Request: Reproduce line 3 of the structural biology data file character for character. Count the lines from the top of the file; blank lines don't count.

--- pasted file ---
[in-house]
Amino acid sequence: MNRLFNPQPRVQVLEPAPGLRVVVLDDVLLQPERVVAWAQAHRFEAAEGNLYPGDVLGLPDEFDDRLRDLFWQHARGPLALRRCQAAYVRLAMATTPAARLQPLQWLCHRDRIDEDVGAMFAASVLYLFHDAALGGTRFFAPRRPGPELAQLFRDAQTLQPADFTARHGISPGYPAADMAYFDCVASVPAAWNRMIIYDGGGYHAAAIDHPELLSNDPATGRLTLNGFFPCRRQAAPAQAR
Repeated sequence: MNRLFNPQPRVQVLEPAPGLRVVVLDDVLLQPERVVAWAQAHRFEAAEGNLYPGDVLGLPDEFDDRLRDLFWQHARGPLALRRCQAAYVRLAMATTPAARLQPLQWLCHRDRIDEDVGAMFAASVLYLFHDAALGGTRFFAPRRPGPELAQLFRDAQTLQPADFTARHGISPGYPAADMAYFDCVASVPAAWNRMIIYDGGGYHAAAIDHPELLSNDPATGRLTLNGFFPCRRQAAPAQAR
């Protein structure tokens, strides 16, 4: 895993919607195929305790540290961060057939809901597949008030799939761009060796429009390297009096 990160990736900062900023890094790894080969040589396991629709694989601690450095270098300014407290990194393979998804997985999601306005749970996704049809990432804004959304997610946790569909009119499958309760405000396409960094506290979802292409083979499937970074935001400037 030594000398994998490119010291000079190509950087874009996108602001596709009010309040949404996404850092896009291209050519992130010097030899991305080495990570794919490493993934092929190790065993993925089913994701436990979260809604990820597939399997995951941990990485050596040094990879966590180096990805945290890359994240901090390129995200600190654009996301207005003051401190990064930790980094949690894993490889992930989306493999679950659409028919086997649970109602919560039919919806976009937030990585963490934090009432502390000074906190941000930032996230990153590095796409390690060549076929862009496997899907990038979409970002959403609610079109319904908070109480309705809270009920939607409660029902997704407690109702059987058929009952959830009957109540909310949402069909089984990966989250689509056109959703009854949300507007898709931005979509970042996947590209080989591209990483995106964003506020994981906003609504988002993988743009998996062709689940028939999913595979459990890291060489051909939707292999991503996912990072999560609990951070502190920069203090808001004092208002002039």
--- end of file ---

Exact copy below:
Repeated sequence: MNRLFNPQPRVQVLEPAPGLRVVVLDDVLLQPERVVAWAQAHRFEAAEGNLYPGDVLGLPDEFDDRLRDLFWQHARGPLALRRCQAAYVRLAMATTPAARLQPLQWLCHRDRIDEDVGAMFAASVLYLFHDAALGGTRFFAPRRPGPELAQLFRDAQTLQPADFTARHGISPGYPAADMAYFDCVASVPAAWNRMIIYDGGGYHAAAIDHPELLSNDPATGRLTLNGFFPCRRQAAPAQAR